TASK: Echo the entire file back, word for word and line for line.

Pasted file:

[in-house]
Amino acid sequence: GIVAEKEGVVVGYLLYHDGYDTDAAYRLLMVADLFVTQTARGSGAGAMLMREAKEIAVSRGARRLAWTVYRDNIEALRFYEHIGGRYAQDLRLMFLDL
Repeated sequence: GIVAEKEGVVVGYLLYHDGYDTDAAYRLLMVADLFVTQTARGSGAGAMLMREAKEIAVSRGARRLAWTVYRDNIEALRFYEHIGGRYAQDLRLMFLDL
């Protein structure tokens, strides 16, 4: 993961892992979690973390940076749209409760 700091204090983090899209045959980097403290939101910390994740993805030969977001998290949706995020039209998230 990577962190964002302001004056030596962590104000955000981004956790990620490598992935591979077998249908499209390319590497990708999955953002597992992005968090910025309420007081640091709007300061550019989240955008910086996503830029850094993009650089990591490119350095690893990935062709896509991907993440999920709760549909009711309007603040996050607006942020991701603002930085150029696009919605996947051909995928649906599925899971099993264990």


[in-house]
Amino acid sequence: GIVAEKEGVVVGYLLYHDGYDTDAAYRLLMVADLFVTQTARGSGAGAMLMREAKEIAVSRGARRLAWTVYRDNIEALRFYEHIGGRYAQDLRLMFLDL
Repeated sequence: GIVAEKEGVVVGYLLYHDGYDTDAAYRLLMVADLFVTQTARGSGAGAMLMREAKEIAVSRGARRLAWTVYRDNIEALRFYEHIGGRYAQDLRLMFLDL
């Protein structure tokens, strides 16, 4: 993961892992979690973390940076749209409760 700091204090983090899209045959980097403290939101910390994740993805030969977001998290949706995020039209998230 990577962190964002302001004056030596962590104000955000981004956790990620490598992935591979077998249908499209390319590497990708999955953002597992992005968090910025309420007081640091709007300061550019989240955008910086996503830029850094993009650089990591490119350095690893990935062709896509991907993440999920709760549909009711309007603040996050607006942020991701603002930085150029696009919605996947051909995928649906599925899971099993264990």